Bear in mind that if you are using a NetApp Filer, you are actually using NFS to access your filesystems. While Oracle's stance on this has changed somewhat (used to be a "never, but never, do that", now [thanks to much goading by NetApp and others] it is a 'compatible' solution). In my understanding, the previous position was taken because not all NFS servers start nfslockd and nfsstatd by default. Namely, some version of HP/UX. (They were there, and could be started, but you had to know that you needed them).

Personally, accessing my datafiles (or any other Oracle component) via NFS is sub-optimal in my book. NFS is a hideously inefficient protocol and an Oracle Database can create quite a bit of NFS traffic (in the regular world, this would be just disk I/O). Additionally NFS doesn't necessarily handle some things quite as "gently" as a local filesystem would. (As you noticed, the "unavailability" of the filesystem can cause the machine to "hang").

I would recommend investigating several things:

  1. Look into your NFS mount options (and any other options you can set with your NFS client). You may be able to change the NFS client's behavior, somewhat, when conditions like a full filesystem occur.
  2. Turn off tablespace autoextend. This way, with the exception of archivelogs, your chances of "filling up a filesystem" are dramatically decreased. You (as a DBA) will actually have to *manage* the growth. (In case you haven't guessed, "tablespace autoextend" is a bad feature, in my book).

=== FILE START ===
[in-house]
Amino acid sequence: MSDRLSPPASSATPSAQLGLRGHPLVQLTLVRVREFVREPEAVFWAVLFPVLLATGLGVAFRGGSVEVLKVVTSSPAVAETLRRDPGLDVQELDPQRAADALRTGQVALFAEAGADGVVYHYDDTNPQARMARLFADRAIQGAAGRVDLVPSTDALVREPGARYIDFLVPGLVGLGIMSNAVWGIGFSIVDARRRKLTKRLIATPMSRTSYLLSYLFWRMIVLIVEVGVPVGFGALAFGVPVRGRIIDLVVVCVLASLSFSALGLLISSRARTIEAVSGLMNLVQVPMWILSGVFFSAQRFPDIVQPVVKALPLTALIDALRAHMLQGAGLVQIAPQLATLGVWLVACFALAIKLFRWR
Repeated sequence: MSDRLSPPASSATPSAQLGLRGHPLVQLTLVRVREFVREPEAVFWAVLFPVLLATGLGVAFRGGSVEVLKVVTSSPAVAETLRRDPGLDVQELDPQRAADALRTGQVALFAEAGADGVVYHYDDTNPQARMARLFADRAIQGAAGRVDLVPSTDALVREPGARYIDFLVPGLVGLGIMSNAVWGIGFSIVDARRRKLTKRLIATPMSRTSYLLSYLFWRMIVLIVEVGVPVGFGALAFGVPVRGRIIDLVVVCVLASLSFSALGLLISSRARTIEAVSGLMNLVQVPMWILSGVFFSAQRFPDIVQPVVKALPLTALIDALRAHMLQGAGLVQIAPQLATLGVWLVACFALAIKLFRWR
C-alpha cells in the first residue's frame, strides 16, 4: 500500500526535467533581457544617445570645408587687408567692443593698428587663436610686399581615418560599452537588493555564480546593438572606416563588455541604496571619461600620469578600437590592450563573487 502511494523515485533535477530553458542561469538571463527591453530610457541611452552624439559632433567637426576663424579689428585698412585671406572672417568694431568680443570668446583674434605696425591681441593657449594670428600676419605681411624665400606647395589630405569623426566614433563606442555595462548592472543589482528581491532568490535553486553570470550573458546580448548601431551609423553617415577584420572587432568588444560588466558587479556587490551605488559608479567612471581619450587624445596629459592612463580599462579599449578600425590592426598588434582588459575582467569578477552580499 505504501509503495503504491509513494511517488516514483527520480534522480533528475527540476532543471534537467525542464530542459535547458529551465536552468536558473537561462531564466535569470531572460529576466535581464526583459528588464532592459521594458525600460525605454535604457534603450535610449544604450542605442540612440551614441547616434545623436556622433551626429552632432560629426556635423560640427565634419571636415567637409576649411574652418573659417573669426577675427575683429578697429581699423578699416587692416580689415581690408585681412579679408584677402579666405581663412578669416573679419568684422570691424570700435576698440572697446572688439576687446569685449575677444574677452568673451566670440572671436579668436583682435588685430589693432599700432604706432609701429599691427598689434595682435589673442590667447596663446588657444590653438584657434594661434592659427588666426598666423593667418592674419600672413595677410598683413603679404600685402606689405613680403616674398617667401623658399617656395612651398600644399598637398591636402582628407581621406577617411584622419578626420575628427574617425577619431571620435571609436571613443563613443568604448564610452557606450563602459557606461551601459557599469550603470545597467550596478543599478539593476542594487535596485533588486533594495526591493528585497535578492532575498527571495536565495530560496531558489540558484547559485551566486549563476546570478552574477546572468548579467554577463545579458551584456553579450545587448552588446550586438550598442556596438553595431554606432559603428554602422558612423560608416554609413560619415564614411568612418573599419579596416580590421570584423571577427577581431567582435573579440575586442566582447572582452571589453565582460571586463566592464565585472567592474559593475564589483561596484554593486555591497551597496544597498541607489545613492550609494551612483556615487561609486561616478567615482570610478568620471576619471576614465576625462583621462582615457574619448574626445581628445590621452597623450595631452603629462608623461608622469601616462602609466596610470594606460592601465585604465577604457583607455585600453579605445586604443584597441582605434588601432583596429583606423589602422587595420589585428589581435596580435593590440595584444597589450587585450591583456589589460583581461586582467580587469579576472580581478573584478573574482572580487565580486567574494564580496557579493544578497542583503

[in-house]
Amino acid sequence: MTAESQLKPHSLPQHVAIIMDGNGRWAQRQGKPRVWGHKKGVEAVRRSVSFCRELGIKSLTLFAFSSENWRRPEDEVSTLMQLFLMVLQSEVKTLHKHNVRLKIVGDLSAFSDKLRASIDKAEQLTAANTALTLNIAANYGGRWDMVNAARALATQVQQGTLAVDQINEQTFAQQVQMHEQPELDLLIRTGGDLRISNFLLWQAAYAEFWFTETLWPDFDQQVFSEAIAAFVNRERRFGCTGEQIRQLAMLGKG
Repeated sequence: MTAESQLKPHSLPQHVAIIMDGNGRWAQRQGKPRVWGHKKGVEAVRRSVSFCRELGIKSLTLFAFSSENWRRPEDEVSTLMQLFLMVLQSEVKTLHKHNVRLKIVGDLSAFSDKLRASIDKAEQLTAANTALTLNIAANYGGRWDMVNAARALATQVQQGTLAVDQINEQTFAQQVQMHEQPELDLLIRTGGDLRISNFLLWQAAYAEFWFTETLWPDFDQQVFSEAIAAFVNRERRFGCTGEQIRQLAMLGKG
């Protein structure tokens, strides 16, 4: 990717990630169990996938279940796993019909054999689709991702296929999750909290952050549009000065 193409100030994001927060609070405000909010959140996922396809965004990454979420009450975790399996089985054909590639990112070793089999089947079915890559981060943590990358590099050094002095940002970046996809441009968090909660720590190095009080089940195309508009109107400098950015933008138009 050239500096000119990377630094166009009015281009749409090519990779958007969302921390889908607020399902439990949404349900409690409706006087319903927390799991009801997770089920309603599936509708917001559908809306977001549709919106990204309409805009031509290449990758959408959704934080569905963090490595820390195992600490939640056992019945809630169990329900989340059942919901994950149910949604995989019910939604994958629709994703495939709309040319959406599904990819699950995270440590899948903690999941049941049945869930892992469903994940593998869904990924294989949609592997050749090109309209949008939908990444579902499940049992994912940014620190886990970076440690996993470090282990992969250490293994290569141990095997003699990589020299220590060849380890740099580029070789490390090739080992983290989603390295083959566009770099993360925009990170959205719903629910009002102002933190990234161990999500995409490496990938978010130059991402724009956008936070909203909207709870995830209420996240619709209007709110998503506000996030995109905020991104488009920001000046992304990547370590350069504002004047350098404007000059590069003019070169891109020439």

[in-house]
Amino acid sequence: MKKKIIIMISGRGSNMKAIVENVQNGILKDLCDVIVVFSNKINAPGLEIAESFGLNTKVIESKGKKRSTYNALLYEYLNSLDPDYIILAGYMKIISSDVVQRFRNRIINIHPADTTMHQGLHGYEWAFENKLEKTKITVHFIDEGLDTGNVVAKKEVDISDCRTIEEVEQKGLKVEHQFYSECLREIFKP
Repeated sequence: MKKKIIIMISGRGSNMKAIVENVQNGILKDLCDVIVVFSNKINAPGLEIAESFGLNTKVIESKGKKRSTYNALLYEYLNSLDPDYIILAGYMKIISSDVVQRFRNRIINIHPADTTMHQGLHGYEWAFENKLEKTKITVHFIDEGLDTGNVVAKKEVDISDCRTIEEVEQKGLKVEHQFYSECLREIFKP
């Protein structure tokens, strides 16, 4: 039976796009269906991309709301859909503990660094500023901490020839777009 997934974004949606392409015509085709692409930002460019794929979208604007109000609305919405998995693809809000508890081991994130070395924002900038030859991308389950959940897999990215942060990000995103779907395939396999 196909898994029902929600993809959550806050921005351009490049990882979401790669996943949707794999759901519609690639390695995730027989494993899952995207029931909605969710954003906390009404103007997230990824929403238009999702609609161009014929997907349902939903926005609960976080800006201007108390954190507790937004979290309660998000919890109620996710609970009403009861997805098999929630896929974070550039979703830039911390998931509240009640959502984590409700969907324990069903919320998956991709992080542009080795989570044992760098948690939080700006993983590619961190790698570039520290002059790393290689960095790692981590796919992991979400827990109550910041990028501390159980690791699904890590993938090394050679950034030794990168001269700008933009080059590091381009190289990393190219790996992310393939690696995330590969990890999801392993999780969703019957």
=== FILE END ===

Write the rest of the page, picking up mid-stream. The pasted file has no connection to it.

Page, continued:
3. Consider disabling the NetApp's "snapshot" feature. I believe that this is on by default. (And, I'm told, allows some nice point-in-time recoverability. However, I'm not sure how well this works with Oracle datafiles). If you're not actively using this feature, then "changes" will get logged and that will tend to encroach on your usable space on the filesystem.
  4. As you move towards "production". Consider using a completely PRIVATE LAN connection between your Database Server and the NetApp Filer. (Ideally, directly wire using crossover cable, the 100BaseT interface on the Filer to a 100BaseT interface in your Database server. Have a seperate interface for both devices [db server & filer] on the public net for regular access. Run *ALL* of the NFS traffic over the PRIVATE network). This way, your [relatively inefficient] NFS traffic won't have to compete with other traffic and the high amount of traffic generated by NFS won't impede your public network. I'd caution against saying "well, we're on a switched network anyway" because, regardless, the switch will incur additional workload handling that NFS traffic. Extra nics and crossover cable are, in the long run, cheap.

Unfortunately, NetApp tries very hard to sell their product into the Oracle space. (sometimes too hard). While their product is amazing at things that NFS (or an NT "file server") is good for, personally, I'll take locally-attached disk any day for my Oracle databases.

But hey... When the only tool in your toolbox is a hammer, suddenly everything starts to look like a nail.

"The reasonable man adapts himself to the world: the unreasonable man   persists in trying to adapt the world to himself. Therefore all progress    depends on the unreasonable man." -- George Bernard Shaw

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Author: James J. Morrow

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Received on Sun Jul 14 2002 - 00:08:18 CDT